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Our holdings include hundreds of glass and film negatives/transparencies that we've scanned ourselves; in addition, many other photos on this site were extracted from reference images (high-resolution tiffs) in the Library of Congress research archive. (To query the database click here.) They are adjusted, restored and reworked by your webmaster in accordance with his aesthetic sensibilities before being downsized and turned into the jpegs you see here. All of these images (including "derivative works") are protected by copyright laws of the United States and other jurisdictions and may not be sold, reproduced or otherwise used for commercial purposes without permission.

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[REV 25-NOV-2014]

 
 
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VINTAGRAPH • WPA • WWII • ST. NICHOLAS RESTAURANT, c. 1873

New Deal: 1936

New Deal: 1936

March 1936. Vicksburg, Mississippi. "Vicksburg Negroes and shop front." A close-up of the New Deal barbershop seen in the previous post. Nitrate negative by Walker Evans for the Resettlement Administration. View full size.

 

Cassius Clay

Cassius Clay was from Louisville, as was his namesake. Cassius Marcellus Clay was a cousin of Henry Clay, an ardent pro Union man, and an abolitionist.
He dispatched more than one adversary with his trusty Bowie knife. I think he would be very proud of the man who later bore his name, even if he did later change it to Muhammad Ali.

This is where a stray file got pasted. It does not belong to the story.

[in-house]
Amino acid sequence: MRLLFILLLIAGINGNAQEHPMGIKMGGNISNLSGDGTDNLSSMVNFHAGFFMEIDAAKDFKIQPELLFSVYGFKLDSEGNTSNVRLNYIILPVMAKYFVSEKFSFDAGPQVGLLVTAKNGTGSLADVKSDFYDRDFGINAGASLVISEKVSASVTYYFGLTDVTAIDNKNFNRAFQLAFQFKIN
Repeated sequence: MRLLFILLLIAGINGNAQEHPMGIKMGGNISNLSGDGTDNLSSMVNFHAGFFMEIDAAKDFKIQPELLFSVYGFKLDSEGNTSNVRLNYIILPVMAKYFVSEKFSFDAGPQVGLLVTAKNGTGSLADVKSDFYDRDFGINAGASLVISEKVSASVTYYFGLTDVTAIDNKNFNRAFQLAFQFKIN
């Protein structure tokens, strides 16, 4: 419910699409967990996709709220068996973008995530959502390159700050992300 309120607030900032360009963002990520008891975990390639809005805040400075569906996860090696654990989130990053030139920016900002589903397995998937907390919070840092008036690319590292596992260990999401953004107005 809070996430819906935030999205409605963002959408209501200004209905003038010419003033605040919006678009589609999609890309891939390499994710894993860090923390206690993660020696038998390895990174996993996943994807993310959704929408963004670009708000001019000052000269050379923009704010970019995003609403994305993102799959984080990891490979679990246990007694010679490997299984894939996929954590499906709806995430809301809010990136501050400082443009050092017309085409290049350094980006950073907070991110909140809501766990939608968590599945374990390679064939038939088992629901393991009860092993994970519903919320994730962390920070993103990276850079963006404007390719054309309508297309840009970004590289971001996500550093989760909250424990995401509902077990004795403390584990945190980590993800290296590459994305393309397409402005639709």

Striking Figure!

Man on right resembles Muhammad Ali when in his prime!

[Maybe the Clay in Clay & Rembert was related to Cassius. - Dave]

A line in the sand, I mean the siding

As long as you don't cross this line we will be fine...

Top Siding

Used to be a big sign that said "Post No Bills"!

Vicksburg Negroes

would be a great name for a punk band

Hey, Brother, Can You Spare a Doorknob?

They just have to depend on a latch to lock up. This is a picture of poverty.

Billboard & Banner Ads

The nails are probably from hanging billboard and banner ads.

No shave, but a haircut...

Two bits!

Bang bang bang bang

There must be thousands of nails in the top section of siding. I wonder why.

 
THE 100-YEAR-OLD PHOTO BLOG
Shorpy.com | History in HD is a vintage photo blog featuring thousands of high-definition images from the 1850s to 1950s. The site is named after Shorpy Higginbotham, a teenage coal miner who lived 100 years ago.

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